Ready to deploy a BYOD environment? Your users will love it, execs will love the cost savings, and IT will be glad that they are no longer responsible for all the tech support. Now they can conveniently send most of the user questions on mobile devices to their own device manufacturers and cell service providers. Unfortunately, there are a few risks that you take on in lieu of the problems you’re solving with BYOD. Here are the security risks you need to address as you roll out your BYOD policy.
1. The Uneducated User
The first thing to take care of is educating your user base on what mobile threats are out there, how to identify them, and how to avoid them. Users need to know about risks associated with third-party apps, device settings, Wi-Fi hotspots, and other mobile issues. Most users allow threats for one of two reasons: either they don’t know, or they are being careless. You can address the first with good training and address the second with a strict BYOD policy.
2. The Unsafe Apps
Your IT department will need to decide what apps will be allowed for work and whether the app actually accesses your network or not. For instance, you might determine that it’s against compliance regulations to store customer data in Google Docs, but that it’s okay for users to install Google Docs on their work devices, since Google is a reputable developer of high-quality products. However, you may decide to ban the downloading and installation apps like games created by unknown developers or known developers of malicious apps, even if those apps aren’t being used to do actual work.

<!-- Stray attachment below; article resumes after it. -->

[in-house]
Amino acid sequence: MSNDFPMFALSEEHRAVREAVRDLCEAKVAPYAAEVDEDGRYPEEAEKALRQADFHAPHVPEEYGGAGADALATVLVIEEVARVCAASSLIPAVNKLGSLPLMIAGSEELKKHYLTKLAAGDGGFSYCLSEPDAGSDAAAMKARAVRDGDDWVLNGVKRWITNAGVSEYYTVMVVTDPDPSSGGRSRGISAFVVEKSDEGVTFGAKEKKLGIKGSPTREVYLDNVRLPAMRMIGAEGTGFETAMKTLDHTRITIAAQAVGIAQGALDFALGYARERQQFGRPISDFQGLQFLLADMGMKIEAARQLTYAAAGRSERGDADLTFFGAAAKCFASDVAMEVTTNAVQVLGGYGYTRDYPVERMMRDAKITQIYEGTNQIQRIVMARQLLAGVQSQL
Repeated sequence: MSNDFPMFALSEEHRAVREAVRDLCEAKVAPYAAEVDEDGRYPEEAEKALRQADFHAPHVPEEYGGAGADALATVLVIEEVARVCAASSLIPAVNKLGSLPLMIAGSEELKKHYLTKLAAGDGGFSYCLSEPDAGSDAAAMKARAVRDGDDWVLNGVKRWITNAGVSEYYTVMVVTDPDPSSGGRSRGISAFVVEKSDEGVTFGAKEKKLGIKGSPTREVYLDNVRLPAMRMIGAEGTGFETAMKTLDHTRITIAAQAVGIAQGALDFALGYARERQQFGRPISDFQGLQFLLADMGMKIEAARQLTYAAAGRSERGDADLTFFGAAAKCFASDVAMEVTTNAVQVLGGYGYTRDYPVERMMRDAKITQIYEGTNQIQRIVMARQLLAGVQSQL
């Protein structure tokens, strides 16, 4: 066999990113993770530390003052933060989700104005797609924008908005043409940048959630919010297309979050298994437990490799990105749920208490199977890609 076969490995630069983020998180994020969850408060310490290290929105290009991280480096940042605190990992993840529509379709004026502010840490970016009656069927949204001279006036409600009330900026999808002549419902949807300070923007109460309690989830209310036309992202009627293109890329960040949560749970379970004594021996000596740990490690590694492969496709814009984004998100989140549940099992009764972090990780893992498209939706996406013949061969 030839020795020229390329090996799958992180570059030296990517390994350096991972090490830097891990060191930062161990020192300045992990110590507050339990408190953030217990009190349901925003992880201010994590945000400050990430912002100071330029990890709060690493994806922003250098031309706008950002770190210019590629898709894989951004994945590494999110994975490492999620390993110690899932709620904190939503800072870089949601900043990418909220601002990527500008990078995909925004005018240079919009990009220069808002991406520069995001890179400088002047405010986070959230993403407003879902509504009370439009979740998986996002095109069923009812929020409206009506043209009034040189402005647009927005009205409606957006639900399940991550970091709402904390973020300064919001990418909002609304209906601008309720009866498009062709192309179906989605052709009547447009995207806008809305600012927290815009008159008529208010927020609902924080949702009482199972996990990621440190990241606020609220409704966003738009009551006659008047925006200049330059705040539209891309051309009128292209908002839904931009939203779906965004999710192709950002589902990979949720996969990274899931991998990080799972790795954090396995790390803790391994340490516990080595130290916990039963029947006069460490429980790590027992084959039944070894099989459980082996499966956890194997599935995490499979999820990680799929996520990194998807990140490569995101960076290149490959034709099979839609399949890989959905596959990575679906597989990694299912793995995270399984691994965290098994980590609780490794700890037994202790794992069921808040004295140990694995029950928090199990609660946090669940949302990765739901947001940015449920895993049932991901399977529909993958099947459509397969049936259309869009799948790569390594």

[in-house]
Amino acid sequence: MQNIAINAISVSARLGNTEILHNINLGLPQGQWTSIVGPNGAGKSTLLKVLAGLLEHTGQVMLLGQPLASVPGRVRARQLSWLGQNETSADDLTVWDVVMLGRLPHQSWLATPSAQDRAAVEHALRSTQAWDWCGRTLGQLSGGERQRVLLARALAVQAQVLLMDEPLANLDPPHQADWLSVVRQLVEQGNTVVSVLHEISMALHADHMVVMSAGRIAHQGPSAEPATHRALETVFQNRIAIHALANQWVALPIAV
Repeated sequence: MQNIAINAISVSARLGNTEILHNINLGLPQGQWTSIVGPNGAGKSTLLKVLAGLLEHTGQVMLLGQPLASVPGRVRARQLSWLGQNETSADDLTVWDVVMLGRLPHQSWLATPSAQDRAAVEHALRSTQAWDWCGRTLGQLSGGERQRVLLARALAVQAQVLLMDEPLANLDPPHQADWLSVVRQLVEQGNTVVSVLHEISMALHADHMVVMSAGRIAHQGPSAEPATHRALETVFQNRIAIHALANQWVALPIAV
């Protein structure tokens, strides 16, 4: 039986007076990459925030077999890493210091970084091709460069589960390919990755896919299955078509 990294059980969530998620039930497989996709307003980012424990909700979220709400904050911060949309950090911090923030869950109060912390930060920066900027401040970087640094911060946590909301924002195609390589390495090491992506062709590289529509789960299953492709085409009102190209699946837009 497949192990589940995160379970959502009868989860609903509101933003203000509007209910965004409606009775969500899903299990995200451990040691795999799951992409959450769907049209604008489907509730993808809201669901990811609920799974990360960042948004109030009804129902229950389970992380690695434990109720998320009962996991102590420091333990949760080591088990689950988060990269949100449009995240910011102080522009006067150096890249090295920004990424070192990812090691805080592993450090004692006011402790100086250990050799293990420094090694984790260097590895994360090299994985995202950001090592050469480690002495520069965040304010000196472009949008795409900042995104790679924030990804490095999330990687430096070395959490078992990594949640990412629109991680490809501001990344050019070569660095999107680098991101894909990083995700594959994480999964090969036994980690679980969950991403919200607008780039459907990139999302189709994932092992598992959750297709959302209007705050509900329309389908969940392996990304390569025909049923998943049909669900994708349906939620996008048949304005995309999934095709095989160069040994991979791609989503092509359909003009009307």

3. The Allowable Devices
The lion’s share of today’s mobile devices are Android and Apple products (primarily iPhone and iPad). The third most common devices are BlackBerry, followed by Windows Phone. While all of these platforms offer reasonably secure operating systems and solid performance, it might be advisable to allow only Android and Apple, just so that your developers don’t have to write code for and maintain code for every single platform. Likely, very few of your workers plan to use BlackBerry or Windows Phones, but eliminating coding for these devices could save thousands in development costs and shave weeks or months off your mobile development time.
4. The Lost & Stolen Devices
Sometimes, devices go to the client’s office or out to eat, and never come home again. It’s sad, but true. IT needs a way to wipe and/or lock down these devices so that authentication codes can’t be used and data can’t be stolen when a phone or tablet goes AWOL. Some technologies allow IT to lock the phone down, which gives the user time to find the phone before it’s wiped completely. If a total wipe is the way to go, the user will need to understand that personal data, as well as corporate data, will be wiped. In other words, they need to be backing up the photos of their kids’ birthdays and the emails about Aunt Martha’s funeral arrangements, so that if the phone has to be wiped, they don’t lose anything essential.
5. The Exit Policy Done Right
As with the runaway phone, sometimes workers go away and never come back. They might get fired, or quit without warning, or occasionally have a serious accident or illness. IT needs two things in these situations: a means to wipe corporate data off the device, even if it never makes its way inside your walls again, and a policy approved by both IT and the legal department that allows them to do so.
Every BYOD policy needs the right technology to back it up. That’s where the Skycure solution comes in. You can learn more and start a free trial of our enterprise edition today.